Intelligence shake-up: The story behind the story
The abrupt resignation of CIA Director, Porter Goss, raises the question: What is going on and who is at fault? The short answer is the Congress that insists on a funding and oversight system that causes 16 intelligence agencies to engage in turf and funding battles.
As a former field spook and still a dues-paying member of the Association of Former Intelligence Officers (AFIO), I have seen turf battles first hand. The most pernicious form of turf-battling is when one agency develops a valuable human source or snares a highly important document and won’t share the intelligence gained with other intelligence agencies. Each intelligence activity would like to “stovepipe” its information right to the top consumer, along with a little, side “leak” to the Congresspersons who control intelligence funding.
The 9/11 Commission and Congress made the situation worse when it robbed the CIA Director of the more powerful title: Director of Central Intelligence (DCI). That title went to the newly formed Director of National Intelligence (DNI), creating, yet another, level of bureaucracy.
“Product,” and “consumer” are intelligence jargon. The goal is to produce a “product” so valuable that any President – the ultimate “consumer” -- can’t wait to get out of bed and receive his morning dose of “product.”
Both LBJ and Nixon were notoriously bad consumers. President Carter was a good consumer; however, his DCI, Admiral Stansfield Turner, dismissed hundreds of field operatives. So, Carter had very little product to consume. History will record Bush 41 and 43 as avid consumers. Unfortunately, on the subject of WMD, Bush 43 received some very bad product.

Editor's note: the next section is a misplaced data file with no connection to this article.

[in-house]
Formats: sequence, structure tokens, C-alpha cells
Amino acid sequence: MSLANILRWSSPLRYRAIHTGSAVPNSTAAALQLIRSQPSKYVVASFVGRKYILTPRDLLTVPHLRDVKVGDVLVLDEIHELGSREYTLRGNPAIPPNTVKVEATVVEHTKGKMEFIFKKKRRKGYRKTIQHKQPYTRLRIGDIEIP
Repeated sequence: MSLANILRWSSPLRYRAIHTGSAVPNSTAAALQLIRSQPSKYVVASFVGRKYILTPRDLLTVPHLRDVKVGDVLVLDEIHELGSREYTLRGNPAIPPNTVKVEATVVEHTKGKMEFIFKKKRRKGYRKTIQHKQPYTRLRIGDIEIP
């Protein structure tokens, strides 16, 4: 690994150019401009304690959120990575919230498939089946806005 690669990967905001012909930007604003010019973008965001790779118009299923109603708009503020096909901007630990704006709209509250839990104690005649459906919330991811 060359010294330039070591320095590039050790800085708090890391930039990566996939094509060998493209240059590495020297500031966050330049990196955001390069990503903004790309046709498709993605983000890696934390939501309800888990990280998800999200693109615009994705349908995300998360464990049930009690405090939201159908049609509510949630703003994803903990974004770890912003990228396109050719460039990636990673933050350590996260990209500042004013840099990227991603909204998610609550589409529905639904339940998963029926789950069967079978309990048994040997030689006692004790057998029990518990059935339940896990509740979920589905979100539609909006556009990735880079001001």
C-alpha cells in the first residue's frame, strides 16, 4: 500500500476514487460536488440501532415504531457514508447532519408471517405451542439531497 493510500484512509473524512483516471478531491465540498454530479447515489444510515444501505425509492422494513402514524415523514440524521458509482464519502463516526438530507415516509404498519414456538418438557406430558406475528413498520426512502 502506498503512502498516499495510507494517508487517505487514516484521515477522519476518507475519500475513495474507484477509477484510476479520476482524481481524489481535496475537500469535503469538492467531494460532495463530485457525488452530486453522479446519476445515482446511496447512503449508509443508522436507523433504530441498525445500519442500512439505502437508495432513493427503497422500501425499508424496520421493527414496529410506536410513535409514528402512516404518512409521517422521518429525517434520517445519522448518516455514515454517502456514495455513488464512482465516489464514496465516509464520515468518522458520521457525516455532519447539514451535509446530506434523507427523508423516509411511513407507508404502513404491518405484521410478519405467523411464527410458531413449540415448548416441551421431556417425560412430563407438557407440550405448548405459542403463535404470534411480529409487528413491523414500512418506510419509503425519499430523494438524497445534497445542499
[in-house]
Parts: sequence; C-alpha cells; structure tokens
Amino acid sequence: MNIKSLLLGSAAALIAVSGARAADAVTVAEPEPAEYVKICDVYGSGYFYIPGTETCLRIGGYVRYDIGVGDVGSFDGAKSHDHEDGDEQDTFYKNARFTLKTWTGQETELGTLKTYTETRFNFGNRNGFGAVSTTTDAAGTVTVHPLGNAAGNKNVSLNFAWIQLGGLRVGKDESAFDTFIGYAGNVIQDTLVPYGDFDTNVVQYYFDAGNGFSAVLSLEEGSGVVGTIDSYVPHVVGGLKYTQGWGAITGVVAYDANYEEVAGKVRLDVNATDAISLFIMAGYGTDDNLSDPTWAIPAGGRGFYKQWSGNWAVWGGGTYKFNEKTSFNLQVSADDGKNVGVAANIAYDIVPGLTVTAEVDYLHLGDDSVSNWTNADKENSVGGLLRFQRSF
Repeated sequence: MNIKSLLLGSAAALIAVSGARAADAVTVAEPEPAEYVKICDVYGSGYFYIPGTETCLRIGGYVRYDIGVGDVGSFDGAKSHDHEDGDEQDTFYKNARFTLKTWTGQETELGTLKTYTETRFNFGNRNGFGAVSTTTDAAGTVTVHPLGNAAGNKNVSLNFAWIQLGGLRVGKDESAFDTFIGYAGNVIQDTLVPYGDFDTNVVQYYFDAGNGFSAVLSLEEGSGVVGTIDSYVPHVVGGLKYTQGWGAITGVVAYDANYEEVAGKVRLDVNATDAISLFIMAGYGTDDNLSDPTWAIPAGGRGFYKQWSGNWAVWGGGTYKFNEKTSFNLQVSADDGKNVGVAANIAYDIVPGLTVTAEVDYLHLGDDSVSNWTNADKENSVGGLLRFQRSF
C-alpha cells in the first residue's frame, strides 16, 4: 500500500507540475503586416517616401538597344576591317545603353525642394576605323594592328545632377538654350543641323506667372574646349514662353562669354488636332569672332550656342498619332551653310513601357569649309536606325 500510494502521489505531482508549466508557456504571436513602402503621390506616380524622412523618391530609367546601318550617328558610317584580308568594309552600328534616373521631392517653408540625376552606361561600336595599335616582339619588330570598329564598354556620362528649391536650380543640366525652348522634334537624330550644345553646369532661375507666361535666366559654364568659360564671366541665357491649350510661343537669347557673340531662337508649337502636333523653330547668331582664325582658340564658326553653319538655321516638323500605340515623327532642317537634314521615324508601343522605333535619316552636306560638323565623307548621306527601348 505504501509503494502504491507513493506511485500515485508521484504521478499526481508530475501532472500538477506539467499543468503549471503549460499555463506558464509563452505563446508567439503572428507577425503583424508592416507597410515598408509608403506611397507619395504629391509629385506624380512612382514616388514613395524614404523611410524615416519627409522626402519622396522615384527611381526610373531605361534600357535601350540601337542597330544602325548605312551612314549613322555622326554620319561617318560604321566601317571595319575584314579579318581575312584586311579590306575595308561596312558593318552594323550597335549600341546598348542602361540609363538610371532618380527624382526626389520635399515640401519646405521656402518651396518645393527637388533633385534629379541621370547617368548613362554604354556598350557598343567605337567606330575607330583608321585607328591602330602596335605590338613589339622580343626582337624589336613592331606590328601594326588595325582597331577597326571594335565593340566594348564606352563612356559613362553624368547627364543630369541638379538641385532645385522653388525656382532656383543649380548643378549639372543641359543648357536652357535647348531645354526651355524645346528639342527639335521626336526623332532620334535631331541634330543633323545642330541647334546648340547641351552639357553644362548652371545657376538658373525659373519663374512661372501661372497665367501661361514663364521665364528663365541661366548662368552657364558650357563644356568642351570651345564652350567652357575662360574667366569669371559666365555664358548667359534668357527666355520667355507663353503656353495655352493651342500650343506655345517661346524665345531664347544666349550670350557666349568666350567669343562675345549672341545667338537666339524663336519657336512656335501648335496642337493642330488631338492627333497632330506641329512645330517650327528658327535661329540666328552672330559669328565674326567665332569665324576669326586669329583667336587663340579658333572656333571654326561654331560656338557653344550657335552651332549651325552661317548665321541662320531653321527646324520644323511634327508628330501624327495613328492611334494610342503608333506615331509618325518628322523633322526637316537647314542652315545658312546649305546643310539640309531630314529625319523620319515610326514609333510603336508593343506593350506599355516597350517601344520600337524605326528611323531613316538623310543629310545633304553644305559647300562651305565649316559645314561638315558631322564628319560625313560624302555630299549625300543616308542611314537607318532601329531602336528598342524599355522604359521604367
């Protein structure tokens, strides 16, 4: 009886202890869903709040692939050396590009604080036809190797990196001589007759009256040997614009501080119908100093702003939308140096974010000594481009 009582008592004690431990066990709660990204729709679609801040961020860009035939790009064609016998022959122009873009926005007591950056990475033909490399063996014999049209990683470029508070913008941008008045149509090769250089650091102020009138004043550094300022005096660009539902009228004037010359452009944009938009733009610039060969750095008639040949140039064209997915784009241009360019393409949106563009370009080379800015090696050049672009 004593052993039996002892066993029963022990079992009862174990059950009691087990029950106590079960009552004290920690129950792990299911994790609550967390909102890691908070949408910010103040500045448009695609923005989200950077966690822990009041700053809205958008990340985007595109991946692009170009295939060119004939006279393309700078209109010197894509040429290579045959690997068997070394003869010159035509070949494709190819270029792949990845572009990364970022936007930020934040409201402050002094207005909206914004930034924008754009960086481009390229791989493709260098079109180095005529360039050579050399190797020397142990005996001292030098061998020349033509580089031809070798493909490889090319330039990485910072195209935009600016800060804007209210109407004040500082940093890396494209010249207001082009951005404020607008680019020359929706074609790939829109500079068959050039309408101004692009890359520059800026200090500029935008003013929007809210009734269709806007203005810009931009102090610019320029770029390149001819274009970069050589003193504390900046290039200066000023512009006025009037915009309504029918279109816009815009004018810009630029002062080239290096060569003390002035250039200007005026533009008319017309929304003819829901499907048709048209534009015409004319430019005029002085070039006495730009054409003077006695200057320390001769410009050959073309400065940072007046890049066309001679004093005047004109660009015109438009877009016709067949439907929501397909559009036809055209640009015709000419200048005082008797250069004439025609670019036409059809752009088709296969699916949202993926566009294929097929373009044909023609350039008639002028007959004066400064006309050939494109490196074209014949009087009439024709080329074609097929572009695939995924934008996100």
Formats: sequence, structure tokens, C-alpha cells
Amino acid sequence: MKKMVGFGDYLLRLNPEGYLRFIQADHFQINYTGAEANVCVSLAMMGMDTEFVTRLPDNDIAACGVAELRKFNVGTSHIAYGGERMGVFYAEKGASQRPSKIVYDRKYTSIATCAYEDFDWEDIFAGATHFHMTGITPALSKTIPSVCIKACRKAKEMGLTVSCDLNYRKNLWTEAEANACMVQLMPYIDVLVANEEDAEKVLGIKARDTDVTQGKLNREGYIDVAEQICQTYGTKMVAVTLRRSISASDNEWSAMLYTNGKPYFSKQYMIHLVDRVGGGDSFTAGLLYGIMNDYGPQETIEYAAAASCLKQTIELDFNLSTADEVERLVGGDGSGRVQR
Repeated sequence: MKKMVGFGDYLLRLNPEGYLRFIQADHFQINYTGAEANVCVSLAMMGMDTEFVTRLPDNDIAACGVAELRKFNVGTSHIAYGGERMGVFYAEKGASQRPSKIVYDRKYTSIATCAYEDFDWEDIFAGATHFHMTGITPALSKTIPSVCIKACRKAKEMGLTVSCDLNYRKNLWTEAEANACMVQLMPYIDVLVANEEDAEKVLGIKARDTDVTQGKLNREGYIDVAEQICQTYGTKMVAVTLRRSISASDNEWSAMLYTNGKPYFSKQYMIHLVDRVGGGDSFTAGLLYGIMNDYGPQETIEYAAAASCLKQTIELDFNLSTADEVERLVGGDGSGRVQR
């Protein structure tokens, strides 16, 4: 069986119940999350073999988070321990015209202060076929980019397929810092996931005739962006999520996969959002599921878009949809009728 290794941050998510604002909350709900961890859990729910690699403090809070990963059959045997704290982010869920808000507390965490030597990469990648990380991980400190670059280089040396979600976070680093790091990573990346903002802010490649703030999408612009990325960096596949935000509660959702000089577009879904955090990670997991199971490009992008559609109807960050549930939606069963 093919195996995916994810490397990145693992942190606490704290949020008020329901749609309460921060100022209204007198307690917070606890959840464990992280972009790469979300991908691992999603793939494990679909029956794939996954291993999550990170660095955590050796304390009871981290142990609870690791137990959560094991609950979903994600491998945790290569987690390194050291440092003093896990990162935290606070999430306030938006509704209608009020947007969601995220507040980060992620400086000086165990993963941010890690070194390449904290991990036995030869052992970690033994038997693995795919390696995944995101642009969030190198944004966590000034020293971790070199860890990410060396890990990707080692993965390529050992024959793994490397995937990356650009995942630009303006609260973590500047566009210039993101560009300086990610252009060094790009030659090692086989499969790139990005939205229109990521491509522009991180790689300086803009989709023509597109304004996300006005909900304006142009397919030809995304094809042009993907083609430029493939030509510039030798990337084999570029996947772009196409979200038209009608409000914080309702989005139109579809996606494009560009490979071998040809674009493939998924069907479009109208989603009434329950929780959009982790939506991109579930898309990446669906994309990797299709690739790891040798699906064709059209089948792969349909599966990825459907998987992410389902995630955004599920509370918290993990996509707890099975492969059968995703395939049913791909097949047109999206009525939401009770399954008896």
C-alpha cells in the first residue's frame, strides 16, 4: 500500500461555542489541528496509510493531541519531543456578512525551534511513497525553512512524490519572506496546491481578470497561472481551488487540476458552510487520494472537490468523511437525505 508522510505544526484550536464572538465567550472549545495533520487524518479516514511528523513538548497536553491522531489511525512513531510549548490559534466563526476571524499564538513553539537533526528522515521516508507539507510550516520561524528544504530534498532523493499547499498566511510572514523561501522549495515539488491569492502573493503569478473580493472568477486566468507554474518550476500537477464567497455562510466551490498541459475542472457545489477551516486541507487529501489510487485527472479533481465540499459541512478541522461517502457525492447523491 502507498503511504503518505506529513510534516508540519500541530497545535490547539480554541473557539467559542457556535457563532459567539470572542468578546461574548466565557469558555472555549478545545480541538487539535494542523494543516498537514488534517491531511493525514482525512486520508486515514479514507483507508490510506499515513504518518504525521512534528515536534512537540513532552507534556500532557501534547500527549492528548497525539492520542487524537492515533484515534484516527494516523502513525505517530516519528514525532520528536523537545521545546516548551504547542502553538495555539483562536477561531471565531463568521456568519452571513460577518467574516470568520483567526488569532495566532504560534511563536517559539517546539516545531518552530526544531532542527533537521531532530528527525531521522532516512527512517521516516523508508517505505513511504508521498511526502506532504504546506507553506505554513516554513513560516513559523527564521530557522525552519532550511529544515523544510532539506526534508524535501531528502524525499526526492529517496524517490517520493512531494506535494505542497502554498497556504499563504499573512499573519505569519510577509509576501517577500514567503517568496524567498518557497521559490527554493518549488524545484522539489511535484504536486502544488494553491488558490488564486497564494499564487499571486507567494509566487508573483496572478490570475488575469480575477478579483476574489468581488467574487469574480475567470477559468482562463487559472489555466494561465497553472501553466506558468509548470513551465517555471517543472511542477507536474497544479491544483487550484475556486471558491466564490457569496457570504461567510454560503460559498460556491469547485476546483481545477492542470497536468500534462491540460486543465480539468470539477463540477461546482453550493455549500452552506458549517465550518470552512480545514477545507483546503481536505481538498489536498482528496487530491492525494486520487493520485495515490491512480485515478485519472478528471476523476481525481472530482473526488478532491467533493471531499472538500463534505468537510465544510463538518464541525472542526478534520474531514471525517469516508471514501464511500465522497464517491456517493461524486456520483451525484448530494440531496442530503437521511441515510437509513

LBJ and Nixon distrusted the CIA because neither felt comfortable with the Eastern Establishment, Ivy League, “Georgetown Set,” backgrounds of so many Agency officials.
Moreover, when the CIA told Johnson our involvement in Vietnam was going badly, LBJ rephrased the essential elements of information (EEI) requested of the Agency so that the product he got back was limited to what LBJ wanted to hear.
Clinton, who refused to be briefed by the CIA, was the all-time worst consumer. That added to the “wall” built inside the FBI by Attorney General Janet Reno and her assistant, Jamie Gorelick, prevented the side of the FBI that was closing in on the 9/11 terrorist from sharing intelligence with the side of the FBI that could do something to stop them.
But, right or wrong, it is the role of elected officials to determine our foreign policy. Yet, all too often, when the Georgetown Set doesn’t get its way, Congress receives leaks designed to undermine White House policy. Then, the Sinistra Media leap on the leaks and the partisan politicians who are praying for an American defeat in Iraq and Afghanistan, in particular, and in the War on Terror, in general, use the leaks to beat the Administration over the head.
Yet, the Agency was brilliant in Afghanistan. The CIA sent some rough and ready field operatives in on horseback to guide the attacks of the Afghan tribes against the Taliban. They, combined with some Army Green Berets and Navy SEALS, got the U.S. Air Force and Navy to rain down a shocking amount of airpower on the awed Taliban. That was the true “shock and awe” of the Afghan War.
With the appointment of Donald Rumsfeld as SecDef, Condoleezza Rice as SecState, and former CIA field operative, Porter Goss, as DCI, President Bush hoped to shake up those organizations and get them to re-focus their energies on the creation of lean, mean, highly-mobile military forces and intelligence agencies suited to the post-9/11 world.
Rumsfeld and Rice are making progress; however, Goss got a bum deal when he lost the title of DCI. Thus, his chances of diverting the Agency from the embassy cocktail circuit to spooking around in the down and dirty arm pits of the world became somewhere between slim and none. That is regrettable because Porter Goss gave his country many years of honorable service.
William Hamilton, a syndicated columnist, a featured commentator for USA Today and self-described “recovering lawyer and philosopher,” is the co-author of The Grand Conspiracy and The Panama Conspiracy – two thrillers about terrorism directed against the United States.
©2006. William Hamilton.